The Prague Cemetery Chapter 3

From Umberto Eco Wiki
Jump to: navigation, search

Chapter 3

Page 29

consumptive Polish pianist kept by a degenerate woman who went about in trousers
Chopin and his lover, George Sand.

Page 30

Eco is a big fan of the French novelist Gerard de Nerval (1808-1855). Eco made an extensive analysis of Nerval's short story, "Sylvie", in his Six Walk in the Fictional Woods. Eco focused especially on Nerval's use of grammatical tenses, which reminds us of the opening pages of Prague Cemetery.

Interestingly, Nerval is not mentioned again by name, but later in the book when we learn that France outrageously taxes fictional serials called feuilletons, Nerval responded by publishing "The Salt Smugglers." From Amazon: "Originally published as a serial work in the 1850s, The Salt Smugglers is a biting and hilarious satire of the politics and censorship of literature; it is an unearthed pre-postmodern classic. By writing a first-person narrative text in which he himself is in search of a lost book containing the history of the Abbé de Bucquoy, the author is able to evade the French censorship law forbidding fiction newspaper serials while at the same time underscoring its ludicrousness." [1]

Doctors Bourro and Burot

Jean-Martin Charcot (1825 - 1893) was a French neurologist and professor of anatomical pathology.[1] He is known as "the founder of modern neurology". Wikipedia Freud studied with Charcot in Paris at the psychiatric asylum of Salpetierre, where in 1885 Charcot was experimenting with the use of mesmerism on female patients. source

Tous les légumes
seems to be a famous French nursery rhyme?

Page 31

Abbé Faria
the name of the character who befriended Edmond Dantes in prison in Dumas's great Count of Monte Cristo. Eco discusses the historical origin of the character's name in a footnote in Confessions of a Young Novelist:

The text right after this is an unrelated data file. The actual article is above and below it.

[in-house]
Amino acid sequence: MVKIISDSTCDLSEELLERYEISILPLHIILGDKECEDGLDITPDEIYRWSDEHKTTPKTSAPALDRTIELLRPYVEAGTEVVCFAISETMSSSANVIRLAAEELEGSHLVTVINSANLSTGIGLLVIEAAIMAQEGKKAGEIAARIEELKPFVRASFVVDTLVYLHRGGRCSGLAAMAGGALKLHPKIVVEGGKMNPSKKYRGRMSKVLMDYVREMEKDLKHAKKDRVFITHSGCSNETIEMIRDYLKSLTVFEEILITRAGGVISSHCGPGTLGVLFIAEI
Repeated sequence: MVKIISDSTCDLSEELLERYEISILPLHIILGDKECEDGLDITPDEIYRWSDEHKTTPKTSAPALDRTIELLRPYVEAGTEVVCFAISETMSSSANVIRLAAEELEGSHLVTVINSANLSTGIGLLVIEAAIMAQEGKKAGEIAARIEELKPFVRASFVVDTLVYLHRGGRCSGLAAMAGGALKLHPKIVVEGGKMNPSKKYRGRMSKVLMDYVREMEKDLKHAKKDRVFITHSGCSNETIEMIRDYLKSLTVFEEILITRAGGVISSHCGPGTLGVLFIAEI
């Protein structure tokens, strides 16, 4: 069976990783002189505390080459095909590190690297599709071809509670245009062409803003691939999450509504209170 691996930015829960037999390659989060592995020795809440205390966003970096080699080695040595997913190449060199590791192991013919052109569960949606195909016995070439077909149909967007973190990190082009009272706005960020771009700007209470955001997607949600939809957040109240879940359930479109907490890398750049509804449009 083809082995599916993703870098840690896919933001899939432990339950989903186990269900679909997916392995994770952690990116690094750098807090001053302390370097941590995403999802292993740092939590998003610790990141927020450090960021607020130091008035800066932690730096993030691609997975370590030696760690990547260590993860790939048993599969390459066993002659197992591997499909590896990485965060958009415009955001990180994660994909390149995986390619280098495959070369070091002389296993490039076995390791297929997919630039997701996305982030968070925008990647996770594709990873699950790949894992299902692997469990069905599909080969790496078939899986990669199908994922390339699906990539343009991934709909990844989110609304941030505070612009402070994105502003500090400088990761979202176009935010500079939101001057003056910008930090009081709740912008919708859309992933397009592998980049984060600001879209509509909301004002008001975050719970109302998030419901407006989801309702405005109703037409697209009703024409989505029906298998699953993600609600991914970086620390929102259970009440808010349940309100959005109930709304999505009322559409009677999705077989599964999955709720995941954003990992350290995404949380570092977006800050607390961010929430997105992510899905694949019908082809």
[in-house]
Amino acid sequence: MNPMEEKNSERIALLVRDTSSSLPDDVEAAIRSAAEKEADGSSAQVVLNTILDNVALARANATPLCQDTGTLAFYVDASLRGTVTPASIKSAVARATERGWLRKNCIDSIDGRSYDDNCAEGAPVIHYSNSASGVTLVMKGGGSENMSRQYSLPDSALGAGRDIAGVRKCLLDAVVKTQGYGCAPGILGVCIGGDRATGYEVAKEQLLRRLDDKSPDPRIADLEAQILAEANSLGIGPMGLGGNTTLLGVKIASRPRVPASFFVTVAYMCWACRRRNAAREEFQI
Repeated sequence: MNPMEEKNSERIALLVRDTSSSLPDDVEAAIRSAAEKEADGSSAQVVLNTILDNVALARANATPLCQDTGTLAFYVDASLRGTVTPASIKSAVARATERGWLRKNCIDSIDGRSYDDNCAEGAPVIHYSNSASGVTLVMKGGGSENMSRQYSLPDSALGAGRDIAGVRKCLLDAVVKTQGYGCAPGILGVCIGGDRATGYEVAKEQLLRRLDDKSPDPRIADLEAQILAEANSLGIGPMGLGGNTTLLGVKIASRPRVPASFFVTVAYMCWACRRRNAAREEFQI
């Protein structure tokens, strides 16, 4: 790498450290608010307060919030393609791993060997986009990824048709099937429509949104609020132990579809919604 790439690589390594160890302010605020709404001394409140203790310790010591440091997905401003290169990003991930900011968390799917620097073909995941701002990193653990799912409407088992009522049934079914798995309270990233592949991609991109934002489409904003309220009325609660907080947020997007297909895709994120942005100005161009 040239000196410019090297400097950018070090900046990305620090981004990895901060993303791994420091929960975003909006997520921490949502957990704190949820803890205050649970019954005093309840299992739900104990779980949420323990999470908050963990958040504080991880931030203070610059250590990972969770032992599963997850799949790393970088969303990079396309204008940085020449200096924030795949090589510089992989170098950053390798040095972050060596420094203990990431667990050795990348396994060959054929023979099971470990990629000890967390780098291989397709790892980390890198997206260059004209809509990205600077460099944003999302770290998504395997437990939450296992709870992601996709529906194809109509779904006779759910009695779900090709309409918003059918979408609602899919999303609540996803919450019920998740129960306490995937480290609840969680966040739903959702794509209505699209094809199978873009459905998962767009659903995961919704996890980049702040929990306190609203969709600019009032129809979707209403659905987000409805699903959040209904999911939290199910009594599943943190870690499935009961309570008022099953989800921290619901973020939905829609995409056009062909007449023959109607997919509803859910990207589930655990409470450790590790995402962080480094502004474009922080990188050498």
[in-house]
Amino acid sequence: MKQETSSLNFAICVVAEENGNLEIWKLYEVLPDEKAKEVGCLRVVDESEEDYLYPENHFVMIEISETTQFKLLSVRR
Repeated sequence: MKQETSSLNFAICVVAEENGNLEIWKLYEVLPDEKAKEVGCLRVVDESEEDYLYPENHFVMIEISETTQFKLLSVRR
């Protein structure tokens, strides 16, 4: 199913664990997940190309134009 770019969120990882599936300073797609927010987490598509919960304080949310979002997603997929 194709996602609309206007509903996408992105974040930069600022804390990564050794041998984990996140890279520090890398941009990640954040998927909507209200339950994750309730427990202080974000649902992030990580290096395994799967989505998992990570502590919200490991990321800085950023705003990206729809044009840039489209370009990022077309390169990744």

"By the way, a real Faria existed, and Dumas was inspired by this curious Portuguese priest. But the real Faria was interested in mesmerism and had very little to do with the mentor of Monte Cristo. Dumas used to take some of his characteristics from history (as he did with d'Artagnan) but his readers were not expected to be concerned with the real-life attributes of those characters." Confessions, p. 209.

Page 35

du Maurier
It's unclear if this is a reference to George du Maurier (1834-1896), the French-born British cartoonist and author, known for his cartoons in Punch and also for his novel Trilby, which prominently featured hypnotism. Cf. Mesmerism and Jewishness in a novel by George Du Maurier: Trilby By Anna Maria De Bartolo.

Almost certainly a reference to Diana Vaughan -- cited by Leo Taxil in the mid-1890s as a source for his writings 'exposing' the Satanic influences in Masonry, and believed to be a real person who had numerous demonic encounters under the guidance of FreeMasons, until she was revealed as a fictional character in 1897. See: "Diana was supposedly involved in Satanic freemasonry, but was redeemed when one day she professed admiration for Joan of Arc, at whose name the demons were put to flight. As Diana Vaughan, Taxil published a book called Eucharistic Novena, a collection of prayers which were praised by the Pope.

On April 19, 1897 Taxil called a press conference at which he claimed he would introduce Diana Vaughan to the press. He instead announced that his revelations about the Freemasons were fictitious. He thanked the clergy for their assistance in giving publicity to his wild claims." at ; also , for a transcript of Taxil's original announcement.

Doctor Azam… second state

Page 38

fetor judaica
The anonymously written 1888 anti-semitic pamphlet, The Original Mr. Jacobs, attributes such a remark to Hugo, but I am unable to locate the source of this in Victor Hugo's works. Possibly apocryphal?

Page 40

This list of cocaine's virtues in the following paragraph comes directly from Freud's writing. source

Page 42

Cocaine advertisement


Full scan available at National Library of Medicine

Page 45

turtle soup by Dumas
Alexandre Dumas wrote a massive encyclopedia slash cookbook called Grand Dictionnaire de cuisine (Great Dictionary of Cuisine). It contains a recipe for Potage en tortue (turtle soup). Full text (French)

Return to The Prague Cemetery

Chapter 1
pp. 1-4
Chapter 2
pp. 5-28
Chapter 3
pp. 29-46
Chapter 4
pp. 47-82
Chapter 5
pp. 83-96
Chapter 6
pp. 97-113
Chapter 7
pp. 114-139
Chapter 8
pp. 140-158
Chapter 9
pp. 159-167
Chapter 10
pp. 168-169
Chapter 11
pp. 170-190
Chapter 12
pp. 191-210
Chapter 13
pp. 211
Chapter 14
pp. 212-228
Chapter 15
pp. 229-232
Chapter 16
pp. 233-235
Chapter 17
pp. 236-259
Chapter 18
pp. 260-271
Chapter 19
pp. 272-277
Chapter 20
pp. 278-283
Chapter 21
pp. 284-301
Chapter 22
pp. 302-330
Chapter 23
pp. 331-377
Chapter 24
pp. 378-397
Chapter 25
pp. 398-407
Chapter 26
pp. 408-426
Chapter 27
pp. 427-437